In addition, Caesars said it will take a stake of between 57% and 77% in Caesars Growth, depending on how many other shareholders buy into the new company, selling the remainder to the vehicle formed by PE sponsors TPG and Apollo.

Caesars' debt burden, which is mainly carried by subsidiaries, is weighing on the company's credit ratings. On April 5, Moody's downgraded Caesars ratings to Caa2 from Caa1. It also chopped the ratings of CEOC's first-lien debt to B3 from B2, its second-lien debt to Caa3 from Caa2, and its unsecured guaranteed notes and unsecured notes both to Ca from Caa3. The rating outlook is negative.

"The downgrade of Caesars' ratings considers that its same store Ebitda growth in 2012-2013 has failed to materialize to any significant degree, and so Caesars' credit metrics have deteriorated and its free cash flow deficit will be higher than Moody's previous expectations," Moody's analyst Peggy Holloway wrote in a note. She added that Caesars has experienced a continuation of negative gaming revenue trends so far in 2013 across most of the company's major markets, as a longer-lasting rebound in gaming demand has been derailed again, this time by higher taxes that are reducing consumers' discretionary income.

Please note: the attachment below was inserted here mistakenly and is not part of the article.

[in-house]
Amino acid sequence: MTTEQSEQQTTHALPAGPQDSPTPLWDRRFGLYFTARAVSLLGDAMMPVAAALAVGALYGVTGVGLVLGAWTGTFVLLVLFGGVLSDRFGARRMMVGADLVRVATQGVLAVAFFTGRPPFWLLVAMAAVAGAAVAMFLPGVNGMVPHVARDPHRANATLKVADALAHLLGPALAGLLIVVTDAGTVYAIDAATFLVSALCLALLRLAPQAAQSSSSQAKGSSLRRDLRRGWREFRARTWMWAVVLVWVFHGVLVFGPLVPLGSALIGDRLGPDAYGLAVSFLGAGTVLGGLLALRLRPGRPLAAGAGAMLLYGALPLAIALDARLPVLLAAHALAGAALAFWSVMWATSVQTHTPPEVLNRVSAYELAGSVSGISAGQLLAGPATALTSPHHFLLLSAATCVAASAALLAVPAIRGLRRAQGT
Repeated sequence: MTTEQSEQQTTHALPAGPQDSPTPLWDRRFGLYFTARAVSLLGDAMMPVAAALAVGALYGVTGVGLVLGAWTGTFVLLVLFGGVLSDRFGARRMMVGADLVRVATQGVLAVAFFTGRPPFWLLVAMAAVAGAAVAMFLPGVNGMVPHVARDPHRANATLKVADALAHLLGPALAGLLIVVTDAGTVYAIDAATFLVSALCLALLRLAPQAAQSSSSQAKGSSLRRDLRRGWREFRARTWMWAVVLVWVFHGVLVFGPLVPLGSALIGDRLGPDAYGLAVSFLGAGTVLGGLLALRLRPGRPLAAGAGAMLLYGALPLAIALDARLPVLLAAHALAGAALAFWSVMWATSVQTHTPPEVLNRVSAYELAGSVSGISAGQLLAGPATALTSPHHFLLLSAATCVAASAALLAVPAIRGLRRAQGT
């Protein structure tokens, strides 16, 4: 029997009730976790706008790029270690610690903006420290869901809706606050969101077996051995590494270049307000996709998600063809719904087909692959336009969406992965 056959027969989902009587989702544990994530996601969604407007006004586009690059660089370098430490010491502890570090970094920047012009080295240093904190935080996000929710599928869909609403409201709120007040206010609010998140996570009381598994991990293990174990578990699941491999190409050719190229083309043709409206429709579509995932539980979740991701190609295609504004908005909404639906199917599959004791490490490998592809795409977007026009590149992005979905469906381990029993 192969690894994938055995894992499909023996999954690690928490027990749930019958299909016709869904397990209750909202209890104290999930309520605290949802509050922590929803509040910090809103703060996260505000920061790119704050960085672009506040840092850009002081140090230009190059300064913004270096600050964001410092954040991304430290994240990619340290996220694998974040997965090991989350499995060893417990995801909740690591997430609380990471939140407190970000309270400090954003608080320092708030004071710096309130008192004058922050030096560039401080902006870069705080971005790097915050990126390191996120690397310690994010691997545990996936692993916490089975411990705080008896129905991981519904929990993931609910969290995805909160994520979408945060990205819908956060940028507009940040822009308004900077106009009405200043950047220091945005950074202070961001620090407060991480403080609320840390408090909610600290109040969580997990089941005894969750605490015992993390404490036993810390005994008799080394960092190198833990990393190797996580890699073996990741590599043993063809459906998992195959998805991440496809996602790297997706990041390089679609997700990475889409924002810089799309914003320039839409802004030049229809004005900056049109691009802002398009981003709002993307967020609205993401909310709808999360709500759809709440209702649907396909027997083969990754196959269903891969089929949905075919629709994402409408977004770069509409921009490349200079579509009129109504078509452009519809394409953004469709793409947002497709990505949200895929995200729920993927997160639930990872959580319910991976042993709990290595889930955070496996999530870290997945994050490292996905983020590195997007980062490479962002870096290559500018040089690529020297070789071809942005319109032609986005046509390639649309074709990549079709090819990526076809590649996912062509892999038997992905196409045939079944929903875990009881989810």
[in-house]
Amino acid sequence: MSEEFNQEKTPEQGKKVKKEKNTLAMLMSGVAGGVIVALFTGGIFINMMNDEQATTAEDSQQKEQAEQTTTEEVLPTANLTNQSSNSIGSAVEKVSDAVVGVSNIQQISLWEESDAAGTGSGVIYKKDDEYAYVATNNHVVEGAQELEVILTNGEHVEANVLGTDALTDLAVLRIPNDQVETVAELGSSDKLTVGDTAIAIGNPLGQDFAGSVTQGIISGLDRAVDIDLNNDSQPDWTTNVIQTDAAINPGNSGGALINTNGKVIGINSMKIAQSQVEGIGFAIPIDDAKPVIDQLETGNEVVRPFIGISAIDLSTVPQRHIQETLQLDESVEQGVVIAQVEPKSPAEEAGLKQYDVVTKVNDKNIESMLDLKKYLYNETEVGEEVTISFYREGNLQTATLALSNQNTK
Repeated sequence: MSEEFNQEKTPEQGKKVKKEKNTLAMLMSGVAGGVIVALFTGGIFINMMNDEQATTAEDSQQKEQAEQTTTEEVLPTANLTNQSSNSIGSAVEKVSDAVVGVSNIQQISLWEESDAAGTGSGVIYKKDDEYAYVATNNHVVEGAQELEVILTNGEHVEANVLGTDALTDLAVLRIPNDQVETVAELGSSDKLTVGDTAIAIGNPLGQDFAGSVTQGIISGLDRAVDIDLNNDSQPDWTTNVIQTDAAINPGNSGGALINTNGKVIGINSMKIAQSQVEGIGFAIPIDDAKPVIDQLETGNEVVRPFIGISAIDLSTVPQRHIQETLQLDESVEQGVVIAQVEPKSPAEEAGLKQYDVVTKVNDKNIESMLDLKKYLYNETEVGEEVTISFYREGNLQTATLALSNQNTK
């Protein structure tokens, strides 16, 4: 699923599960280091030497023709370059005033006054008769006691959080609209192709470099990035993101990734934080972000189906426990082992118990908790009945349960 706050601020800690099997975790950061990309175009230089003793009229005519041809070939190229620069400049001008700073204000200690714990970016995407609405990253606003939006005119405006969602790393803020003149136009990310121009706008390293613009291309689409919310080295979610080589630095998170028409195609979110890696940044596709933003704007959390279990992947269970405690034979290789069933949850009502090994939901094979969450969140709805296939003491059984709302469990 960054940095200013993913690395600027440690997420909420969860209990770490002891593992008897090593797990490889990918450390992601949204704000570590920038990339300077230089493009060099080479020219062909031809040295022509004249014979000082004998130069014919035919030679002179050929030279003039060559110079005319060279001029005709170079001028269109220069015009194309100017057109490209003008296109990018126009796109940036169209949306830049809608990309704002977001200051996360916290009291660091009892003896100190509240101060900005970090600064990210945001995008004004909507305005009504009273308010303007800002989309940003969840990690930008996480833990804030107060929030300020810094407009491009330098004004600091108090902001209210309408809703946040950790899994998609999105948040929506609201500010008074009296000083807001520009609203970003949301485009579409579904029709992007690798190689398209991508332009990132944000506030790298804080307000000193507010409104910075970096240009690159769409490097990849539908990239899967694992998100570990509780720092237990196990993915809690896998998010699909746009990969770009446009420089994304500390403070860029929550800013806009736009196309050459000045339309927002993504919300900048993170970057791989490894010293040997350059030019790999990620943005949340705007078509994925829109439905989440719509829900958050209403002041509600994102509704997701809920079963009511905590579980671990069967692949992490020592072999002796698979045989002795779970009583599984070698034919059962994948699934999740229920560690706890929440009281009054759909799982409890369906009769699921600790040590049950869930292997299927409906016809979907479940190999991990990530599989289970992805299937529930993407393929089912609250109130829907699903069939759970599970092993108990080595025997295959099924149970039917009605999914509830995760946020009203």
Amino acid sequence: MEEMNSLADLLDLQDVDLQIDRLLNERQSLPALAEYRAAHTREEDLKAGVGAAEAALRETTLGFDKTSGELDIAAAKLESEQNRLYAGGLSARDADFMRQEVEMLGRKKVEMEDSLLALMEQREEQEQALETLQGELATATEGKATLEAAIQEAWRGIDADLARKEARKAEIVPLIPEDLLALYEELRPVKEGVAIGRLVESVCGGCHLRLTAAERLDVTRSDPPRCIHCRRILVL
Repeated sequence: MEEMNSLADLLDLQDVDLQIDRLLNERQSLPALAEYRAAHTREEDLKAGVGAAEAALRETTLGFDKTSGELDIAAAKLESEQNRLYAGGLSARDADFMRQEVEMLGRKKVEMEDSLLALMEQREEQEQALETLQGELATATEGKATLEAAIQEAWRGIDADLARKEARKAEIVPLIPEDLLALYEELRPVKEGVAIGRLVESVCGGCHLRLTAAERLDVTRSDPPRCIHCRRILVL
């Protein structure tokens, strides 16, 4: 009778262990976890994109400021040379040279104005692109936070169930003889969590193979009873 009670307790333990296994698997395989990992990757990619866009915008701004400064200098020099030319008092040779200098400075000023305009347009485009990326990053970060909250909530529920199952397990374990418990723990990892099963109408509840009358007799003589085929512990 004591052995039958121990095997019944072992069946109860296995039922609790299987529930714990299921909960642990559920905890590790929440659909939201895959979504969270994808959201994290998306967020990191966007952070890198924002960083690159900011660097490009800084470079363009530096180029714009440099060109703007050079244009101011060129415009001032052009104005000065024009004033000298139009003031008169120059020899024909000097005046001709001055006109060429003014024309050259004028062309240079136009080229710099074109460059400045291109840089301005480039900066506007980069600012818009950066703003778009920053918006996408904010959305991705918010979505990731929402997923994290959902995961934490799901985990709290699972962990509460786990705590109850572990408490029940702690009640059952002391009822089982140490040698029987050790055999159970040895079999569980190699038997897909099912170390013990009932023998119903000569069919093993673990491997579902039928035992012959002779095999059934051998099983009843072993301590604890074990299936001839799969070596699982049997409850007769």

Nevertheless, the cash injection from the newly formed entity could help alleviate the projected cash burn rate -- a rate that Moody's estimates at $300 million of its cash on hand plus capital expenditures in 2013, assuming flat Ebitda, slightly higher cash interest and required debt amortization of about $170 million.

Caesars went public in February 2012, raising $16.3 million at $9 per share.

Written by Taina Rosa in New York

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